I used "Nicky Nicky Nine Doors" for #1 but now I'm worried that is racist because I only ever heard it by that.

Nicky Nicky Nine Doors here too. I think that may be a common Canadian term for it? I've only ever heard Ding Dong Ditch in American contexts.
posted by feckless fecal fear mongering at 12:20 PM on October 30, 2014


1) Also in the UK and I always thought *everyone* called it Knock Down Ginger - this is the first time I've ever heard Brits call it something else. Interesting. (Grew up in Essex, FWIW).
posted by penguin pie at 1:20 PM on October 30, 2014


In my Brooklyn neighborhood, we said "you gotta keep your hedges down" when someone tried to take back something they previously shared. I have no idea where this came from but it a) worked and was b) race neutral.
posted by nubianinthedesert at 1:40 PM on October 30, 2014


Not to derail, but until just this moment, I was 100% certain that "Indian Giver" meant "one who gives to Indians." I understood it as a reference to colonizers who "give" (in the form of treaties, etc.) only to steal back. This is how it was explained to me as a child, and I never even considered the flip-side in which "Indian" refers to the subject. Weird.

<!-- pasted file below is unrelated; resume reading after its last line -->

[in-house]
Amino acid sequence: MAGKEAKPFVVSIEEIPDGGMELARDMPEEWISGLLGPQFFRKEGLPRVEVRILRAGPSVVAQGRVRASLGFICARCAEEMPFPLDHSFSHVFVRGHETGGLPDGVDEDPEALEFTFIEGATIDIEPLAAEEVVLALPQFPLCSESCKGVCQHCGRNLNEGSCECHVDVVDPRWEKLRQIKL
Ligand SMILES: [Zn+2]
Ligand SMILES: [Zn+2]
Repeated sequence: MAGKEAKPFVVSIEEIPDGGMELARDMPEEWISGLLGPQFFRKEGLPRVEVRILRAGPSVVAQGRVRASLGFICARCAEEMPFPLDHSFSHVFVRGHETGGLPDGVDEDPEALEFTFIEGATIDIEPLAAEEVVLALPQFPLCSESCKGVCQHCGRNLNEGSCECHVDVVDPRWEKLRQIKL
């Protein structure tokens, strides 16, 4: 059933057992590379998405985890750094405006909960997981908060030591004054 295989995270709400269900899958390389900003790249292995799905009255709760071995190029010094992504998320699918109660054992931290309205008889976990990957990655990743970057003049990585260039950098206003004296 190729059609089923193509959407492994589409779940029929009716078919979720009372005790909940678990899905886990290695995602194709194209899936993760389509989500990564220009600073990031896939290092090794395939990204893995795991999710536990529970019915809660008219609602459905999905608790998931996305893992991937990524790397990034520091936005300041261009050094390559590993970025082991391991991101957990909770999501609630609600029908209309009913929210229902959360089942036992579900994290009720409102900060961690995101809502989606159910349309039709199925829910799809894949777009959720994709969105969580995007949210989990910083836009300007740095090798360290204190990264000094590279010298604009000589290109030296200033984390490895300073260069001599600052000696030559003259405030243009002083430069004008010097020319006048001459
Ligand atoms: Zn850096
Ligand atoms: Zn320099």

posted by null14 at 9:24 PM on October 30, 2014 [3 favorites]


I learned Eeny Meeny Miney Mo as " catch a tiger". It wasn't until I was assigned a Chester Himes book for a black fiction class that I learned it had been originally n*.
posted by brujita at 4:02 AM on October 31, 2014


For #1, I recalled a Japanese chum once telling me of this practice. Just asked her again to get it straight, and apparently this is known as the "Ping Pong Dash" in Japan, ping-pong not referring to table tennis, but to the sound of the door-bell. And 'dash' for the running away (not sure how the English word got in there).

I am also worried this has some racist meaning I didn't know about. Wiki doesn't reveal anything.

Ah, but it does! The last entry under Name variations involves the n-word, clearly familiar to the OP, although I'd never heard that before.
posted by Rash at 9:18 AM on November 1, 2014 [1 favorite]


Rash: "For #1, I recalled a Japanese chum once telling me of this practice. Just asked her again to get it straight, and apparently this is known as the "Ping Pong Dash" in Japan, ping-pong not referring to table tennis, but to the sound of the door-bell."

Yep. That's actually my starting point: my kids speak mainly Japanese, and I'm trying to improve their English. They asked me how to say pinpon dash in English, and I realized that I didn't know a non-racist word for it.
posted by Bugbread at 4:02 PM on November 1, 2014 [1 favorite]


Thanks, Rash -- I was totally lazy and read only the first para!
posted by girlpublisher at 11:25 AM on November 3, 2014


no. 1 is Knocky-Knocky Hide-O in my native corner of northern England, which rings with 'nine doors', and I wonder which came first.
posted by holgate at 8:24 PM on December 6, 2014